A Political “First” and “Last” Will Highlight Somerville Reorganization Meeting Jan. 1

Somerville Mayor Brian Gallagher pauses from cleaning out his office at Borough Hall to reflect on his 14 years as mayor. He ran successfully in November for the county Board of Chosen Freeholders. Credits: Rod Hirsch

SOMERVILLE, NJ -The borough’s annual reorganization meeting on New Year’s Day will be remembered for the “first” and “last” acts of a former Council president and a soon-to-be former Mayor.

The meeting begins at noon in the auditorium at Somerville High School, 222 Davenport St. A reception will be held after the meeting at Lincoln Hose Company, 24 Warren St.

The meeting will mark the first official act of newly-sworn Somerset County Clerk Steve Peter, who will officiate at the swearing-in of fellow Democrats Dennis Sullivan and Fred Wied V as members of the Borough Council. Peter, a Cliff Street resident, had been president of the Borough Council, but resigned effective 11:59 p.m. Dec. 31. The letter submitted to Borough Clerk Kevin Sluka reads:

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“In order to assume my duties as Somerset County Clerk on the first day of January, 2018, I hereby resign my seat as Somerville Borough Councilman, effective 11:59 p.m., December 31, 2017. It has been an honor and privilege to have served the people of the Borough of Somerville.”

The Jan. 1 reorganization meeting will also be the last for longtime Mayor Brian Gallagher, who will have served 14 years in that position. He will resign his seat as mayor Jan. 5 to be sworn in as a Somerset County Freeholder.

Gallagher spent the afternoon on New Year’s Eve packing up his office at Borough Hall after completing the text of his farewell address.

It remains to be seen to whom Gallagher will hand off his gavel.

The mayor’s mid-term resignation requires the borough’s Republican committee to submit a list of three names to Borough Clerk Kevin Sluka, who will then pass the list to the all-Democratic Borough Council, whose members will select an appointed mayor from that list, no later than 15 days after Gallagher resigns officially, which will be on Jan. 5. Once their selection is made, the appointed mayor will be sworn to office presumably by Jan. 20.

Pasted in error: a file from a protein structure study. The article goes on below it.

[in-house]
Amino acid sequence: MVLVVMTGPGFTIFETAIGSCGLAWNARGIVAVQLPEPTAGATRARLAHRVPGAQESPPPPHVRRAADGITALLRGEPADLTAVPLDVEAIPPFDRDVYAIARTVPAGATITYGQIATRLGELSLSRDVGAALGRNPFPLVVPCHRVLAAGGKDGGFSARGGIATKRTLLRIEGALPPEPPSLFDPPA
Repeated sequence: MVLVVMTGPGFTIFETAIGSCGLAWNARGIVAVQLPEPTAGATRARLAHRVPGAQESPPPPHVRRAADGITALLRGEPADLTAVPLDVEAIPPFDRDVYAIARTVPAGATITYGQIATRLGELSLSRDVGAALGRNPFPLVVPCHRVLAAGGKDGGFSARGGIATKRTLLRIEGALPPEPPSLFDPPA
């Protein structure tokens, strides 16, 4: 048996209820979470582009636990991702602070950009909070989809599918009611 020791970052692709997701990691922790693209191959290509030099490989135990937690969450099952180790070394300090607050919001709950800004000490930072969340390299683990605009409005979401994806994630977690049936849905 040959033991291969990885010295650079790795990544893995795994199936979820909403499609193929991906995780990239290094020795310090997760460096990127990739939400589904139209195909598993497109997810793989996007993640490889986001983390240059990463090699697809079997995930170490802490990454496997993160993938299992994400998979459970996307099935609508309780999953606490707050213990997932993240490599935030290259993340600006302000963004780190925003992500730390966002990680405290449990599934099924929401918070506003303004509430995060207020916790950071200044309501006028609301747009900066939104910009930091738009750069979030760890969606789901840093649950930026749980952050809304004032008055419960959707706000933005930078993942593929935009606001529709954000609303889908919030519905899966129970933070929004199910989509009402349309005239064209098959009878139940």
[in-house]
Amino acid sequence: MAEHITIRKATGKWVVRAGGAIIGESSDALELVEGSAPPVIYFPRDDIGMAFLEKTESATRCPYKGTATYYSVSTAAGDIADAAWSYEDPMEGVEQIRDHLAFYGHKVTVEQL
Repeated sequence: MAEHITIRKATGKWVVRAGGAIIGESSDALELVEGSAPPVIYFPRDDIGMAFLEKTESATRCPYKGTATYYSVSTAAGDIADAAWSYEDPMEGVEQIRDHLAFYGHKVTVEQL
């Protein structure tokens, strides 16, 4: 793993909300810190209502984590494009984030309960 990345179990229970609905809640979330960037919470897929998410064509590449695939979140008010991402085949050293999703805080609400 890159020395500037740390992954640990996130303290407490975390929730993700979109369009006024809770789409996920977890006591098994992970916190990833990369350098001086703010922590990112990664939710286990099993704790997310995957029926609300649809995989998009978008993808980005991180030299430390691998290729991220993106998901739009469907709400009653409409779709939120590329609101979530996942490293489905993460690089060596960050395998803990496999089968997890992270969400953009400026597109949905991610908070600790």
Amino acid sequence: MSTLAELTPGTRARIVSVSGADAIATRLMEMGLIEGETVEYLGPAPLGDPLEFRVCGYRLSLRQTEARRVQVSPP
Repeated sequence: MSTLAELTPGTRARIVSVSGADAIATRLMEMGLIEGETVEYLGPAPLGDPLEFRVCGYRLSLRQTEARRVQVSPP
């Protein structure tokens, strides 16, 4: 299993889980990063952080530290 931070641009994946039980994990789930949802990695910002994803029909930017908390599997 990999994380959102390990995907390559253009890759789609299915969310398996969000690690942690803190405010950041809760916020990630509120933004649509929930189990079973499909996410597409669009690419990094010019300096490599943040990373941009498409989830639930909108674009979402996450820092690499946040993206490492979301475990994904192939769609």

The appointed mayor will serve until the November, 2018 election is certified. Once it is certified, the elected mayor will be sworn in to fill Gallagher’s unexpired term until Dec. 31, 2019.

In the fall of 2019, another mayoral election for a four-year term will be held.  The new mayor would assume office Jan. 1, 2020.

Theoretically, Somerville could have four mayors over the next two years.

Likewise, the Democratic committee must submit a list of three candidates to fill the vacancy created by the departure of Peter sometime within the next 15 days.

Members of the Borough Council will elect a new president at the reorganization meeting who is expected to be Democrat Granville Brady.

Gallagher has been mayor for 14 years, and served a total of 17 years on the Borough Council.

The meeting begins at noon in the auditorium at Somerville High School, 222 Davenport Street. A reception will be held after the meeting at Lincoln Hose Company, 24 Warren Street.

Gallagher will also announce the 2017 “Citizen of the Year.”

More than 100 appointments to various boards and committees will be made, including fire chief, members of the planning board, zoning board, board of health, Downtown Somerville Alliance, Library board of trustees, recreation committee members, environmental commission, historic advisory committee, landfill redevelopment committee, fire museum committee, Somerville Television committee and others.

The Shiloh Pentecostal Church Choir will perform, and Town Crier David Lang will open the meeting, followed by the invocation by Rev. Dr. David Lehmkuhl of the First United Methodist Church of Somerville. The National Anthem will be performed by Meredith Sullivan Boyan.

Mentioned as candidates for interim mayor are Councilman Jason Kraska, who lost his bid for reelection in November to Wied and will give up his seat when the council reorganizes Jan. 1; Hank Werner, a police officer in Bernards Township and chairman of the Jacks’ Kids charity, and Ellen Brain, a member of the borough’s Zoning Board of Adjustment.

The Democrats have been in discussions, according to Sullivan, with as many as 15 qualified candidates in the mix. Two names that have been mentioned as replacements for Peter are Ran D. Pitts, a board member of the Downtown Somerville Alliance, longtime retailer and owner of the Evolve clothing store on West Main Street, and Margaret Weinberger, a former member of the Borough Council who lost reelection in 2011, and is a member of the Somerset County Federation of Democratic Women.

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